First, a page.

Several hospitals in Bell County like Seton Medical Center are seeing more COVID-19 patients take up beds.
“Over the last few weeks, it’s risen. At what point around that post big pandemic surge, we were running a census around two COVID patients at one time. We made it to 10 earlier this week and now we’re back down to six,” said Seton Medical Center CEO Patrick Swindle.
The same goes for McLennan County.
“We seen a steady increase in hospitalizations in the number of confirmed cases in McLennan County over the past three weeks. Our latest numbers show this past week we’ve had an increase of 8 percent,” said Waco-McLennan Health District Kelly Craine.
Local health officials say the Delta variant confirmed in cases some cases across Central Texas. There are several factors leading to the jump in COVID numbers, including lack of vaccinations.
“A lot of the patients are being seen in the hospitals are unvaccinated and many of them have the new Delta variant infection,” said Texas A&M University-Central Department of Nursing Director & Chair Amy Mersiovsky.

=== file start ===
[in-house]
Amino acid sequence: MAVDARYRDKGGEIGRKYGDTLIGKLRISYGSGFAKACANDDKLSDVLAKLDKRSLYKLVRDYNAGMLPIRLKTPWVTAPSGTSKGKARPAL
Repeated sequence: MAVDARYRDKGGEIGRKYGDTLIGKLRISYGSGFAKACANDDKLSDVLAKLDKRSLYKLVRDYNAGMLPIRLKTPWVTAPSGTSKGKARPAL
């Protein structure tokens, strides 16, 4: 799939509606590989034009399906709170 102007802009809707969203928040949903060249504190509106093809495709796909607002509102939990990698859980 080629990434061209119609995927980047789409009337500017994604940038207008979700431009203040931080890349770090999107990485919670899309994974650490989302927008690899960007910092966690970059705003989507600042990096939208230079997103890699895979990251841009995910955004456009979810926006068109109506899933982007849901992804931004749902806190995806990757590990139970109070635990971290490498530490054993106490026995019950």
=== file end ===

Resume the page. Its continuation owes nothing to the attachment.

“Most of those ages are between 30-50-60. All of them thus far are unvaccinated,” said Swindle.
Local health officials say hospitalization in COVID numbers are rising and states with the low vacation rates, which includes the Lone Star State.
“60 percent of our citizens in McLennan County are potentially at risk for getting COVID-19,” said Craine.
Even though we are seeing a slight increase in hospitalizations across Central Texas. . . officials are encouraging people to take it seriously, especially since the school year is about to start.
“Last year schools will have to close for a few days, they would have to quarantine people. It was not a stable environment for learning. You get the vaccine you create a normalcy and stability for your kids,” said Craine.
Seton Medical Center says 90 percent of their staff is already vaccinated and they still have plenty of PPE and surge plans in place just in case things get worse.